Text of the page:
Further, the civil service is not merely the preserve of the `generalist'. Governance today is a complex matter. In any case, civil servants are not only responsible for maintaining law and order or collecting revenue, they also head scientific and technical departments. The expansion in the duties of the government, more so since the independence, makes it imperative that the civil services are manned by people with calibre. After all, the standard of administration depends on the people appointed to these very responsible posts. It might even be said (without being flippant) that it is the duty of talented young persons to serve the country.

It is true that rather than a service motive, some show a preference for the civil service charmed by the flashing red light on the official white ambassador cars, some might even think of it as a haven for the indolent and the status quoist, and thus wish to be a part of it. Yet it is also a place for the dedicated workaholic, the reformer, the man of ideas, the man who wants to replace red-tape with flexibility and initiative (qualities we cherish at IIT Kanpur). It is not fair to assume that individual motivations to opt for the civil services are always malevolent. There are several examples of civil servants who valiantly crossed seemingly insurmountable hurdles, sometimes at a great cost to their personal lives, and contributed to social development or sought to clean up the system. A few names that readily spring to mind are K.J. Alphons, Arun Bhatia, Keshav Verma, and S.R. Rao. Civil service activism is now a reality. In fact, it would not be an exaggeration to say that civil service provides possibly the best platform for activism.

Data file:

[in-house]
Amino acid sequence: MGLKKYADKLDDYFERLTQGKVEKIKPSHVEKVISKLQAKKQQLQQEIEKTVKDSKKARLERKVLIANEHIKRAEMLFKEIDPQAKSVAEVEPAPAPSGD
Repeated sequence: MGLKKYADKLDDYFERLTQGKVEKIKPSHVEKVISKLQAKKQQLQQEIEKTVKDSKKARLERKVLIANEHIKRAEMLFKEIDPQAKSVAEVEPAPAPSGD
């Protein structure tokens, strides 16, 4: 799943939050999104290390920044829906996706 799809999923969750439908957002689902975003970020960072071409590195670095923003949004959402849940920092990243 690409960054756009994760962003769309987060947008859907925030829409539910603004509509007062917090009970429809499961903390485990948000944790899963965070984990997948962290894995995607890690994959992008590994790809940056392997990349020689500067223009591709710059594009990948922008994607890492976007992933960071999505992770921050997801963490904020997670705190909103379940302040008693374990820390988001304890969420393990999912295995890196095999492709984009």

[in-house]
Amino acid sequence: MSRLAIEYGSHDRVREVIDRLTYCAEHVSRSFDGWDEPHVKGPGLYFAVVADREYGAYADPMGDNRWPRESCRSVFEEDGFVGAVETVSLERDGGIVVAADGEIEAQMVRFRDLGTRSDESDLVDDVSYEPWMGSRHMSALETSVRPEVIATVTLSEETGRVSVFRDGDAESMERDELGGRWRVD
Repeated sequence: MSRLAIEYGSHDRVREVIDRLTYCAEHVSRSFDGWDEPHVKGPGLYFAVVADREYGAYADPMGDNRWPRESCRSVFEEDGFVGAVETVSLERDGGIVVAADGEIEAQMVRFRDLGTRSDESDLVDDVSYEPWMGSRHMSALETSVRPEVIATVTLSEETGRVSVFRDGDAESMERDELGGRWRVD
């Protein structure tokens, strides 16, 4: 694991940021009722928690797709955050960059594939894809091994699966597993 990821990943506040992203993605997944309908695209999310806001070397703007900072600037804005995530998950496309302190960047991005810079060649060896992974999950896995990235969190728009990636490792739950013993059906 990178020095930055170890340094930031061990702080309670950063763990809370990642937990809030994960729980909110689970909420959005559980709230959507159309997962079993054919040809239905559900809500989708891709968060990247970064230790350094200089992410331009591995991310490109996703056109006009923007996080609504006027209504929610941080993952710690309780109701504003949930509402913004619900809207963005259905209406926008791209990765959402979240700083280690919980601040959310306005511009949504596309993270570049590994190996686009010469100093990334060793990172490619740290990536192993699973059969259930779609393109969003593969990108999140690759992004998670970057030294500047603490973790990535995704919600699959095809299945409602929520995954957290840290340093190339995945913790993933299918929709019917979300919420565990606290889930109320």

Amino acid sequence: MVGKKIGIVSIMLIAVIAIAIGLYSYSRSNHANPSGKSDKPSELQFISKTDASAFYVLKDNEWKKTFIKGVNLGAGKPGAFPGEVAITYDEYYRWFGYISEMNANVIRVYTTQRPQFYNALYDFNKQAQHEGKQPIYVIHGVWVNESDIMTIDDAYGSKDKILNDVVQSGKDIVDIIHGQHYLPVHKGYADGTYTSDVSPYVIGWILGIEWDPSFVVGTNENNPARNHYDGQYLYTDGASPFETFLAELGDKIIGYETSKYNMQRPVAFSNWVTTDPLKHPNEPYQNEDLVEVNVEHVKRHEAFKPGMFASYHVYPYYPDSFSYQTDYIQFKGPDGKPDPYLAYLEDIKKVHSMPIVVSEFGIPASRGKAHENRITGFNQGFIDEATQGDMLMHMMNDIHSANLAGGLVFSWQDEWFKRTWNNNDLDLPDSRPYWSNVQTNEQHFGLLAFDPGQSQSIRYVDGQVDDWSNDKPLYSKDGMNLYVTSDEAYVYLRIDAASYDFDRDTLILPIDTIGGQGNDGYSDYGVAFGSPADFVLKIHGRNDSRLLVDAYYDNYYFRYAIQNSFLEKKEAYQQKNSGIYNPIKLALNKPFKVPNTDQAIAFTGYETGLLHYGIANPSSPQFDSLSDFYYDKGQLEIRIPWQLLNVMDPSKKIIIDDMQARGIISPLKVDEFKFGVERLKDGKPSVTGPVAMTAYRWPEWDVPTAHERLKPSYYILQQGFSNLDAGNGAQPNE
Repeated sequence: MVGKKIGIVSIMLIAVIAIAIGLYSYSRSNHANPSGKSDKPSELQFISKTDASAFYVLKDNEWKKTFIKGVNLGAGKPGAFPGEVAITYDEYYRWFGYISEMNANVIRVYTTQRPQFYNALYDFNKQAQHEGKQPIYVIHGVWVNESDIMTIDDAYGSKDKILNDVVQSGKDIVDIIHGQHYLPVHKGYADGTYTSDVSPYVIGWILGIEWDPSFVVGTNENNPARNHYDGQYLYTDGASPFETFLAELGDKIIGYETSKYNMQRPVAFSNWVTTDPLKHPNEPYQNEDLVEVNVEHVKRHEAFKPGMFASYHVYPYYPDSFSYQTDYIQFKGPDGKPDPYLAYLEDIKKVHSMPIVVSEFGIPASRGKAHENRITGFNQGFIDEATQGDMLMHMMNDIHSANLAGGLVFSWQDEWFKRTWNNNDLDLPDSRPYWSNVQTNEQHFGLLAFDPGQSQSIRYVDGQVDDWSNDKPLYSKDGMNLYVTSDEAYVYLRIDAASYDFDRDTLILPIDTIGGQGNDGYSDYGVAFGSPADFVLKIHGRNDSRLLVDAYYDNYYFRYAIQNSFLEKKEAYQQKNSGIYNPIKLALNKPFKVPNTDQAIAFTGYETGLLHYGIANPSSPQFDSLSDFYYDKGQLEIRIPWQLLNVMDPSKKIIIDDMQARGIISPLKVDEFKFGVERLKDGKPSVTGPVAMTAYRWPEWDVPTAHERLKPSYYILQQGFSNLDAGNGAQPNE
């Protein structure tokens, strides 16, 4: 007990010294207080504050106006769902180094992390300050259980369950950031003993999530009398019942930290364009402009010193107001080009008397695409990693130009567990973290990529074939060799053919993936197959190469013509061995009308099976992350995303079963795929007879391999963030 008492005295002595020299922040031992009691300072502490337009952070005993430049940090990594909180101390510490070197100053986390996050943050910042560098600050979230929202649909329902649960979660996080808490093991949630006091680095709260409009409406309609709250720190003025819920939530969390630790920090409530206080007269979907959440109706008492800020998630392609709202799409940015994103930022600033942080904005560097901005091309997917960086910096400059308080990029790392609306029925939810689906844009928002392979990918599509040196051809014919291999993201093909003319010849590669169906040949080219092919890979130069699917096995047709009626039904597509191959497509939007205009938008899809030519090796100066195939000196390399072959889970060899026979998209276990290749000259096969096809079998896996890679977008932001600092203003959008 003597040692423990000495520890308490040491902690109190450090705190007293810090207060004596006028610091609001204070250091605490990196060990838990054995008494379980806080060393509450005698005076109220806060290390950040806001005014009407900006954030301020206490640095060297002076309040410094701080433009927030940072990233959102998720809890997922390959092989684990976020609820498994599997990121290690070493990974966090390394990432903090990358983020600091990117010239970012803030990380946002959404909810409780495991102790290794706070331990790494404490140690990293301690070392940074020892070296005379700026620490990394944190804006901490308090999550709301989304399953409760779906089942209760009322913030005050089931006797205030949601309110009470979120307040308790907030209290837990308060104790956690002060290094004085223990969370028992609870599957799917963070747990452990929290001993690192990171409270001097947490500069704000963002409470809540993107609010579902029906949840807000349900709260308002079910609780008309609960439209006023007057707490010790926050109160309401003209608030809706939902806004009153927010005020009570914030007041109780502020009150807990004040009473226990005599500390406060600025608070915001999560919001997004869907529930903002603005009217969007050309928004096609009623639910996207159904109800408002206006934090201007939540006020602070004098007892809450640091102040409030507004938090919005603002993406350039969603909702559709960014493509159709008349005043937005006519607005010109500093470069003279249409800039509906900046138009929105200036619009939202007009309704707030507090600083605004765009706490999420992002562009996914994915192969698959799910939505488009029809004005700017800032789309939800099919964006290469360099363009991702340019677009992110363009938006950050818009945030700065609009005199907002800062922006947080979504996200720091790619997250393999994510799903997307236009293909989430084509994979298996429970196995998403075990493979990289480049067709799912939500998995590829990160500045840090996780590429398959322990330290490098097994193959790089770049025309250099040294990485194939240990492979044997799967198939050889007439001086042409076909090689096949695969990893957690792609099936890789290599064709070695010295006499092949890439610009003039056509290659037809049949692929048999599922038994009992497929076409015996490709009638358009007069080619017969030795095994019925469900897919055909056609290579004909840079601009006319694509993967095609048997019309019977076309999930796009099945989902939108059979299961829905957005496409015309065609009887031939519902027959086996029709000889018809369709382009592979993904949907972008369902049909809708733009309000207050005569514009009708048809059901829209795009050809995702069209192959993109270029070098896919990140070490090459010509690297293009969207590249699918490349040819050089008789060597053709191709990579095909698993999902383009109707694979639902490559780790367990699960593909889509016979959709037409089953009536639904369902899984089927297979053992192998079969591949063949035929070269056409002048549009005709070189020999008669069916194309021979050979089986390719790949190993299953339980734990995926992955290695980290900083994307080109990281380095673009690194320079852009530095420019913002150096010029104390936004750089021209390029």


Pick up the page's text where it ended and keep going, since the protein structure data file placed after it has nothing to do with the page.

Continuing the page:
Moreover, since the recruits enter the services in their mid-20s, they can even choose to opt out after serving for a few years, as indeed some do. The wide and varied experience gained as a result of their postings to a diverse variety of jobs stands them in good stead in finding employment opportunities not only in large corporations, but also if they choose, in the voluntary sector, or even in electoral politics. Civil servants work in various capacities as legal representatives of the government, implementing programmes of the popularly elected governments as heads of district administration to jobs at the United Nations and the World Bank, formulating policies which touch the lives of millions of people across the globe. So far, no civil servant has complained that he `wasted' his time while in service, whatever other misgivings he might have.

The apparent intellectual disdain of the civil services is perhaps caused by some of our own insecurities, especially in institutions of higher learning where entry into the civil services is thought of as `brain in a drain' as opposed to `brain drain'. The former is worse as the student is `lost' within the country! Fortunately, this is not the case at IIT Kanpur. An open and unconstrained atmosphere here encourages the students to decide their own future.